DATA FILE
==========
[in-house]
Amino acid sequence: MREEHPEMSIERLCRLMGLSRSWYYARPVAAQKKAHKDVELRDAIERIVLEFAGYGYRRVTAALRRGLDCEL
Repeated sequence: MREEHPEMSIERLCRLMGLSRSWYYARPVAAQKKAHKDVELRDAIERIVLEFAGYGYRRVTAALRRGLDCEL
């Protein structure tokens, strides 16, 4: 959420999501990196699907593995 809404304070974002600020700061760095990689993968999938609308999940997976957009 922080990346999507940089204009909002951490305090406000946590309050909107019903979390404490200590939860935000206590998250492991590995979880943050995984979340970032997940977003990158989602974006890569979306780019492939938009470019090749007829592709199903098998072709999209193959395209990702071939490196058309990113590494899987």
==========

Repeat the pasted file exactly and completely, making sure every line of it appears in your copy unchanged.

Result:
[in-house]
Amino acid sequence: MREEHPEMSIERLCRLMGLSRSWYYARPVAAQKKAHKDVELRDAIERIVLEFAGYGYRRVTAALRRGLDCEL
Repeated sequence: MREEHPEMSIERLCRLMGLSRSWYYARPVAAQKKAHKDVELRDAIERIVLEFAGYGYRRVTAALRRGLDCEL
């Protein structure tokens, strides 16, 4: 959420999501990196699907593995 809404304070974002600020700061760095990689993968999938609308999940997976957009 922080990346999507940089204009909002951490305090406000946590309050909107019903979390404490200590939860935000206590998250492991590995979880943050995984979340970032997940977003990158989602974006890569979306780019492939938009470019090749007829592709199903098998072709999209193959395209990702071939490196058309990113590494899987």